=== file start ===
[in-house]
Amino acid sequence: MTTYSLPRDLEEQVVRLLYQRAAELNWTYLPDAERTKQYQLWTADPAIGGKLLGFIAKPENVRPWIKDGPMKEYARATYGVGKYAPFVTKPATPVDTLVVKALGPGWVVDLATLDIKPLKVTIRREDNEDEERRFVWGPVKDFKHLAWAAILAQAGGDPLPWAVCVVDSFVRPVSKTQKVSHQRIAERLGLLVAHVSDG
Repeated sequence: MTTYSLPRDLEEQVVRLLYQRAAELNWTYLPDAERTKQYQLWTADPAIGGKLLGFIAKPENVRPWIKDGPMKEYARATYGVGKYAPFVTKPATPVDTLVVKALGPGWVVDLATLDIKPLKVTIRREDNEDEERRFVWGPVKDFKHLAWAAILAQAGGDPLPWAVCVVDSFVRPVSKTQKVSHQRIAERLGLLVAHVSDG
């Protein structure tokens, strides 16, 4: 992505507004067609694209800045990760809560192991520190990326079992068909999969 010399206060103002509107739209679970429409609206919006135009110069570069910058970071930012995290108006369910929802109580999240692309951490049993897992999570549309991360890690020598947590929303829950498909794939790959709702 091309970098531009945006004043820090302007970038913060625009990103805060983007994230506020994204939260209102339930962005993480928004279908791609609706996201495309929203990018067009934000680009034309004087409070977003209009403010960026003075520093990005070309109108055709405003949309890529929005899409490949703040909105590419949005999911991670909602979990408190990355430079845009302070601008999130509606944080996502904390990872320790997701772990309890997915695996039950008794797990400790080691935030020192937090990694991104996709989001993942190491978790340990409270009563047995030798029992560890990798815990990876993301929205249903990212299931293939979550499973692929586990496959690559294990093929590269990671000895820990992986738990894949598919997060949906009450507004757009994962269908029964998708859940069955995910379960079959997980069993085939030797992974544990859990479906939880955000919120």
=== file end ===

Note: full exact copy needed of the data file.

[in-house]
Amino acid sequence: MTTYSLPRDLEEQVVRLLYQRAAELNWTYLPDAERTKQYQLWTADPAIGGKLLGFIAKPENVRPWIKDGPMKEYARATYGVGKYAPFVTKPATPVDTLVVKALGPGWVVDLATLDIKPLKVTIRREDNEDEERRFVWGPVKDFKHLAWAAILAQAGGDPLPWAVCVVDSFVRPVSKTQKVSHQRIAERLGLLVAHVSDG
Repeated sequence: MTTYSLPRDLEEQVVRLLYQRAAELNWTYLPDAERTKQYQLWTADPAIGGKLLGFIAKPENVRPWIKDGPMKEYARATYGVGKYAPFVTKPATPVDTLVVKALGPGWVVDLATLDIKPLKVTIRREDNEDEERRFVWGPVKDFKHLAWAAILAQAGGDPLPWAVCVVDSFVRPVSKTQKVSHQRIAERLGLLVAHVSDG
């Protein structure tokens, strides 16, 4: 992505507004067609694209800045990760809560192991520190990326079992068909999969 010399206060103002509107739209679970429409609206919006135009110069570069910058970071930012995290108006369910929802109580999240692309951490049993897992999570549309991360890690020598947590929303829950498909794939790959709702 091309970098531009945006004043820090302007970038913060625009990103805060983007994230506020994204939260209102339930962005993480928004279908791609609706996201495309929203990018067009934000680009034309004087409070977003209009403010960026003075520093990005070309109108055709405003949309890529929005899409490949703040909105590419949005999911991670909602979990408190990355430079845009302070601008999130509606944080996502904390990872320790997701772990309890997915695996039950008794797990400790080691935030020192937090990694991104996709989001993942190491978790340990409270009563047995030798029992560890990798815990990876993301929205249903990212299931293939979550499973692929586990496959690559294990093929590269990671000895820990992986738990894949598919997060949906009450507004757009994962269908029964998708859940069955995910379960079959997980069993085939030797992974544990859990479906939880955000919120």